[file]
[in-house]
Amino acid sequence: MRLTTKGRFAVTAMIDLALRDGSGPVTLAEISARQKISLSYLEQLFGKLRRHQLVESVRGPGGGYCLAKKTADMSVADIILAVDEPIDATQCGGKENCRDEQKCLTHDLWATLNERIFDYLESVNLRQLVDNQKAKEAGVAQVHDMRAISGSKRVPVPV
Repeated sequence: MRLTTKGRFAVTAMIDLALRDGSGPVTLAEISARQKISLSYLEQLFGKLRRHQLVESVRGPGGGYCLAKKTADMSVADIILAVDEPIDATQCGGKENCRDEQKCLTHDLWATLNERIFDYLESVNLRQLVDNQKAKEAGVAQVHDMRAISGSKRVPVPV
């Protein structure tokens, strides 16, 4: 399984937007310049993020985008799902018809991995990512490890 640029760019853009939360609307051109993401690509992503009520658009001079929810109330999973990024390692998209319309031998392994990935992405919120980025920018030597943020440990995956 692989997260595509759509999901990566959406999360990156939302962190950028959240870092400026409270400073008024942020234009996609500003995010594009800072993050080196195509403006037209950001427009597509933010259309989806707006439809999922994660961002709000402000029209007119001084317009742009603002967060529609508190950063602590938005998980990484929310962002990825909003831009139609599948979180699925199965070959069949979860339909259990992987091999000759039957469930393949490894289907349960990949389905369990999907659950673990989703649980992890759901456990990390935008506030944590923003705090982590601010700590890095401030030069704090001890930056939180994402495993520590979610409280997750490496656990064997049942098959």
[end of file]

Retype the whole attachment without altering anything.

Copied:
[in-house]
Amino acid sequence: MRLTTKGRFAVTAMIDLALRDGSGPVTLAEISARQKISLSYLEQLFGKLRRHQLVESVRGPGGGYCLAKKTADMSVADIILAVDEPIDATQCGGKENCRDEQKCLTHDLWATLNERIFDYLESVNLRQLVDNQKAKEAGVAQVHDMRAISGSKRVPVPV
Repeated sequence: MRLTTKGRFAVTAMIDLALRDGSGPVTLAEISARQKISLSYLEQLFGKLRRHQLVESVRGPGGGYCLAKKTADMSVADIILAVDEPIDATQCGGKENCRDEQKCLTHDLWATLNERIFDYLESVNLRQLVDNQKAKEAGVAQVHDMRAISGSKRVPVPV
């Protein structure tokens, strides 16, 4: 399984937007310049993020985008799902018809991995990512490890 640029760019853009939360609307051109993401690509992503009520658009001079929810109330999973990024390692998209319309031998392994990935992405919120980025920018030597943020440990995956 692989997260595509759509999901990566959406999360990156939302962190950028959240870092400026409270400073008024942020234009996609500003995010594009800072993050080196195509403006037209950001427009597509933010259309989806707006439809999922994660961002709000402000029209007119001084317009742009603002967060529609508190950063602590938005998980990484929310962002990825909003831009139609599948979180699925199965070959069949979860339909259990992987091999000759039957469930393949490894289907349960990949389905369990999907659950673990989703649980992890759901456990990390935008506030944590923003705090982590601010700590890095401030030069704090001890930056939180994402495993520590979610409280997750490496656990064997049942098959």